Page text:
"Bird Mitzvah" poem by Stanley H. Barkan - Photo by Mia Barkan Clarke, USA





We rose unto the mountaintop,

to the aerie of the birds,

Tristram’s grackles,

the black, orange-tipped,

and brownish, wide-winged birds

hovering over the sacred site,

flocks swooping and dipping,

whistling, cooing and cawing,

settling here and there on the edge of

the restored walls of ancient rocks.


So curious at the boys with kipas,

and girls with head cloths,

gathered with and without prayer shawls,

speaking in memory of the past,

the 960 who chose death by suicide,

rather than lose their freedom,

to be captured Roman slaves,

and the seven—two women and

five children—who survived,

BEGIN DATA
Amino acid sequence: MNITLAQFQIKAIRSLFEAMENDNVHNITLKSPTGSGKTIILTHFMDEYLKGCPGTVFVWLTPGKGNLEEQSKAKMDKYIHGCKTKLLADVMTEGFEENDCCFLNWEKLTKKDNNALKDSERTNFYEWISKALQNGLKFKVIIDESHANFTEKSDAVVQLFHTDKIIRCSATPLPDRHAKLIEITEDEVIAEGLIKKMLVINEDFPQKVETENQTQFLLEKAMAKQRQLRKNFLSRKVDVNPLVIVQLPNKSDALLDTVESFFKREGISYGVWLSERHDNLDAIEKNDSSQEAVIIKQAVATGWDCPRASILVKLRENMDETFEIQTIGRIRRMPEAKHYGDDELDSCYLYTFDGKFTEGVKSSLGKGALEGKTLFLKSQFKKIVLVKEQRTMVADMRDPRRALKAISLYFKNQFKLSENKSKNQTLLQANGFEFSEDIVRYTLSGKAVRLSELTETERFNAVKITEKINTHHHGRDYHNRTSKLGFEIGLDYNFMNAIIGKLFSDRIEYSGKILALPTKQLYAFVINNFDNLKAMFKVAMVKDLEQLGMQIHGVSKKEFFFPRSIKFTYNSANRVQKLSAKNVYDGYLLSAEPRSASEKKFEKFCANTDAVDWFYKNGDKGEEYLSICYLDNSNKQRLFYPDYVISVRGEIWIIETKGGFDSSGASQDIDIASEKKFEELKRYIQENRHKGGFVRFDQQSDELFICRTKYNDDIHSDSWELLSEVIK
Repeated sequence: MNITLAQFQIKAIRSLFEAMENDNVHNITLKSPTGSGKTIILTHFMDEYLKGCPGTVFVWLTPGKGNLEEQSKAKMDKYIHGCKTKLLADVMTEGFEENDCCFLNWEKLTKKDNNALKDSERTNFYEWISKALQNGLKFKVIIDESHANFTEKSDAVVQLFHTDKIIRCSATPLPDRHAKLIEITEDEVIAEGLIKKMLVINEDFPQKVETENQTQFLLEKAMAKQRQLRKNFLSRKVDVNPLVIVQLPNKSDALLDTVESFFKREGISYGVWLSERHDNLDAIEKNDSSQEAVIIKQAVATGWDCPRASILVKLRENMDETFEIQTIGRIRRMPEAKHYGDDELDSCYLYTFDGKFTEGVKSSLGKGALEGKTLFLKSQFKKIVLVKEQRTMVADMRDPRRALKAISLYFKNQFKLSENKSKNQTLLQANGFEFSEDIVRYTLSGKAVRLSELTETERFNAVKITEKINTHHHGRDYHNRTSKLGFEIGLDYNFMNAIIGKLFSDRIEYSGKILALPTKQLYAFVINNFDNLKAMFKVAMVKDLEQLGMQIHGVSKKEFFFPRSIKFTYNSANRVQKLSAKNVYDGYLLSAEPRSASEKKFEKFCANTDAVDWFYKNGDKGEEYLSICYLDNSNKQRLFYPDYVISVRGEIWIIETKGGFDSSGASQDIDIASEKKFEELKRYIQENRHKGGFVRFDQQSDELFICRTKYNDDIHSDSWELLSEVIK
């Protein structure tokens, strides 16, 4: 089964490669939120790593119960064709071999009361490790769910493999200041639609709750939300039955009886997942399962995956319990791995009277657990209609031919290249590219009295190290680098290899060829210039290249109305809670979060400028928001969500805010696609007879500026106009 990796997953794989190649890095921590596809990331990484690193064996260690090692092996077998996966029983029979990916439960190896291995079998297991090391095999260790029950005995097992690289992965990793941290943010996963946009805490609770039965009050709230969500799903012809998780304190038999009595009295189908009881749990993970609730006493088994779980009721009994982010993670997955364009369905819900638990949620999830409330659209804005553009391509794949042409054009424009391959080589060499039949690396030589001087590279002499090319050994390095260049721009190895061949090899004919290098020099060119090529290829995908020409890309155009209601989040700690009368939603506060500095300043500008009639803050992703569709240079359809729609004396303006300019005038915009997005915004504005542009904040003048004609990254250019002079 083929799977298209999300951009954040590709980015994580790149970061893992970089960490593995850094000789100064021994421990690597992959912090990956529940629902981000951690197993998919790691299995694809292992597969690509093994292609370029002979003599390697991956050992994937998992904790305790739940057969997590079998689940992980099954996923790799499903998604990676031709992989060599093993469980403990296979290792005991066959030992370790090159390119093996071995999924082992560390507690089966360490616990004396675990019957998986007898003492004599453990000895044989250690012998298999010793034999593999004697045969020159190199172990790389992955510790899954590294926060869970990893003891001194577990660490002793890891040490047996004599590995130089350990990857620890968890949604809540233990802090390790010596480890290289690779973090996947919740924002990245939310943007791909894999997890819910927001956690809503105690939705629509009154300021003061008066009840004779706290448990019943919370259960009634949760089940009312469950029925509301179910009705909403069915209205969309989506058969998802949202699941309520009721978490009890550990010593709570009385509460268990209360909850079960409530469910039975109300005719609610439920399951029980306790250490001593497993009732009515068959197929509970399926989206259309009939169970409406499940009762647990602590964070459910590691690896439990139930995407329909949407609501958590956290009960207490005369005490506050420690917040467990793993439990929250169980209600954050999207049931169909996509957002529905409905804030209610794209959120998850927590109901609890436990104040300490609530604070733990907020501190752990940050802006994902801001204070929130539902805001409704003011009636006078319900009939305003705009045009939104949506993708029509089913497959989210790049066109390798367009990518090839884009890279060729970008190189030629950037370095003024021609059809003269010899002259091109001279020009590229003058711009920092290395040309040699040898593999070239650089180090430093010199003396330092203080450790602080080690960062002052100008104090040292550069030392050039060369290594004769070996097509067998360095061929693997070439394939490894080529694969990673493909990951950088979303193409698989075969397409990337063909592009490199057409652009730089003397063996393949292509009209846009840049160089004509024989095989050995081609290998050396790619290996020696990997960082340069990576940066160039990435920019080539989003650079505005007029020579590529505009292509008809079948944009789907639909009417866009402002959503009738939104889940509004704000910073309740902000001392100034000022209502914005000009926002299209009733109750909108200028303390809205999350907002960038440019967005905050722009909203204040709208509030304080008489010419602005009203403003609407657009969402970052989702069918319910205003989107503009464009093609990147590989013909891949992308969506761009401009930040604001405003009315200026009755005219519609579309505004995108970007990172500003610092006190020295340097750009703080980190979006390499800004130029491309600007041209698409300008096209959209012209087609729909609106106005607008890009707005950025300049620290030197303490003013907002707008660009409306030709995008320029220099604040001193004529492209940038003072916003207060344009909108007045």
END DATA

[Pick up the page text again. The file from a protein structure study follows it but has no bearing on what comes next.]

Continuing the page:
pardoned, whose descendants

perhaps are among these

bar and bat mitzvah boys and girls.


They recite prayers and famous sayings,

quotes from diaries and other writings,

and then read from the Torah,

each his and her portion,

while mothers and fathers, grandparents,

brothers and sisters and friends surround them

in a harmony of this ceremony of

entering adulthood as Jews.


And the birds continue to swarm

and hover wide-winged on sun winds,

flying back and forth, forth and back,

very, very curiously dipping in and out,

out and in, joining the cantillating and singing

with their whistles and coos and caws,

songs of sad remembrance and joy,

making their own bird mitzvah,

perhaps as spirits of those who battled and died,

here more than a thousand years ago.




—Stanley H. Barkan

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